Sydney M. Williams
Thought of the Day
“A Culture of Hate”
July 10, 2017
“We have met the enemy and he is us.”
Walt Kelly (1913-1973)
Something with which we can agree – a nexus of hatred swirls around our nation, with President Trump as its axis. One side blames Mr. Trump; the other, his attackers. It’s unhealthy. “Hatred stirs up conflict, but love covers all wrongs,” is a line from Proverbs. Abraham Lincoln, in his first inaugural and facing the dissolution of the Union and years of war, spoke of the “better angels of our nature,” when he said, “We are not enemies, but friends.” For four years, his words proved too optimistic, as 620,000 American soldiers were slain between the firing on Fort Sumter in April 1861 and the surrender at Appomattox in April 1865. Mr. Lincoln did not live to see it, but our “better angels” did prevail.
The Bible teaches that love is more powerful than hatred, and perhaps it is. But hatred is more unifying. In Travels with Charlie, John Steinbeck wrote: “I asked,” ‘anyone know any Russians around here?’ And he went all out and laughed. ‘Course not. That’s why they’re valuable. Nobody can find fault with you if you take out after the Russians.’” Hatred unites us, which is what Steinbeck was positing – societies need someone to hate. In 1960, the Cold War was at its peak; fear of and loathing for Communism helped bring us together. Today, we live disunited, and our hatred has become for one another. It has been that way for a few years, but growing worst. We have lost confidence in and respect for our Western values. We no longer see ourselves as a force for good. What has gone wrong?
Mr. Trump may be the focal point, but he was not the catalyst for today’s self-hatred. That is something more deeply rooted. A compendium of universal values has replaced our Western ones. In a recent interview with The Wall Street Journal, historian Allen Guelzo said that the nation is more split than at any time since the Civil War. Some would argue that the late 1960s and early 1970s were as disruptive. But Professor Guelzo noted that some of today’s differences have long and deep roots. The Whigs (predecessors of Republicans) proposed a society that would be economically diverse, but culturally uniform – precursor to today’s free-market capitalism and nativism; while Democrats preferred economic uniformity, with greater tolerance for cultural and moral diversity – fore-runner of today’s statism and multiculturalism.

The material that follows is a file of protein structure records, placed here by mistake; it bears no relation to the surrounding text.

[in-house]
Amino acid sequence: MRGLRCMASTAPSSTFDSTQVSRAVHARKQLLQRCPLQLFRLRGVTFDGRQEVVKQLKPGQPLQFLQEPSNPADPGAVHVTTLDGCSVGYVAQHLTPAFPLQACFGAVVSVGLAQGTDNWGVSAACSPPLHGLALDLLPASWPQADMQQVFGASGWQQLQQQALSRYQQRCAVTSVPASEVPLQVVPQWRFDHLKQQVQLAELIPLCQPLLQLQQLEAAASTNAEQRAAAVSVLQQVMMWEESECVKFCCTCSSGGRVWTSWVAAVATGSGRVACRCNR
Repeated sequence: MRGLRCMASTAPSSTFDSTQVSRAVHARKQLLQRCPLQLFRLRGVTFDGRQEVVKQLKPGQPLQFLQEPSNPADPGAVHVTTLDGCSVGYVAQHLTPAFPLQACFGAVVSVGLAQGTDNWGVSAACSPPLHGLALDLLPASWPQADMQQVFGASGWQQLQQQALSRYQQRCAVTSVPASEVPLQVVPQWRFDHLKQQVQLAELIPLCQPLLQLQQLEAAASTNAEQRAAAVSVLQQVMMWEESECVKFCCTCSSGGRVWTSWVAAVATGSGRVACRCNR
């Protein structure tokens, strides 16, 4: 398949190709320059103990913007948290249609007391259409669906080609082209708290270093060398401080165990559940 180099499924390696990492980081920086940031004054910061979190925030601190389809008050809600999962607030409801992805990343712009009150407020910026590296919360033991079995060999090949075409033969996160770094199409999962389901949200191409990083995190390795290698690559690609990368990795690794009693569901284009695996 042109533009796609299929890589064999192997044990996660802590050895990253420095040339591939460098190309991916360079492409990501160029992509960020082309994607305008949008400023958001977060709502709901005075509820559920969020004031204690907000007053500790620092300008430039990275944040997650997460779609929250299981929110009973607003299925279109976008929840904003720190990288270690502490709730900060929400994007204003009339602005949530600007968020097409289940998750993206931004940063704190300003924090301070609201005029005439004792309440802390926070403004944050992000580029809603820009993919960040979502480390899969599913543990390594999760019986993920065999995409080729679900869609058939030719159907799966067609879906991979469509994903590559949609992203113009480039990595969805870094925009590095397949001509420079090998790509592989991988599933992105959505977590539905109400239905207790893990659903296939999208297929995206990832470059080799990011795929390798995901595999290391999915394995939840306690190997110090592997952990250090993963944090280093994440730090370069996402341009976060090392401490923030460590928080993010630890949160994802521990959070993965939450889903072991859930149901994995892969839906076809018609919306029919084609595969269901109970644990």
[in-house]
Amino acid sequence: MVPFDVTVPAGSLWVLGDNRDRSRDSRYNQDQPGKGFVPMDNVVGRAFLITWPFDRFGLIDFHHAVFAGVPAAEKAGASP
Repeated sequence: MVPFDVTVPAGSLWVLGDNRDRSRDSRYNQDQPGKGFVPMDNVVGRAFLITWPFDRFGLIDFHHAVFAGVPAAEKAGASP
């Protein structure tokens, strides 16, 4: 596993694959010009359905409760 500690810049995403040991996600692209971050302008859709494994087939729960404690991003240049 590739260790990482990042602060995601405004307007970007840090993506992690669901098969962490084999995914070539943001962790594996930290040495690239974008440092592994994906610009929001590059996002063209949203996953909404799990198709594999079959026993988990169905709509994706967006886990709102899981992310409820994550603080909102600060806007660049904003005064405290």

The compartmentalization of people into competing identity groups has eroded the political center and fed the fires of partisanship. Added to the conflagration has been the decline of what James Q. Wilson called a moral sense – the compass that guides us toward ethical norms and civil behavior. It is seen in shrinking church attendance, in the foundering of community groups that Harvard’s Robert Putnam has described. It shows up in the growth of PACs (political action committees), which use tax-advantaged dollars to promote issue-specific causes. We see it in the growth of life-time benefits for public employees, which crowd out public support for eleemosynary institutions that help the poor and disabled. It is abetted by an expanding sense of entitlement and dependency, with a concurrent drop in personal responsibility.
The Left looks upon Mr. Trump as a crude demagogue with autocratic tendencies, deserving of the press he gets. But that argument is fatuous. The Left has long treated their political opponents with supercilious disdain. Ronald Reagan was a dunce, a movie star with no grasp of domestic or international affairs. George W. Bush was stupid, the fortunate son of a distinguished family, a man who had drifted through prep school (Andover) and college (Yale), thanks to his heritage. President Reagan deftly deflected criticism with humor. Mr. Bush, a decent man, ignored the jabs. Donald Trump is different. He fights back. Is he thin-skinned, or is he fed up with the sanctimony and hypocrisy of the media and progressives, in the way they treat conservatives? I suspect the latter. While he targets the chattering classes with his Tweets, his audience is the forgotten men and women of middle America – those the elites from both Parties have ignored for years and whom Hillary Clinton referred to as “deplorable.”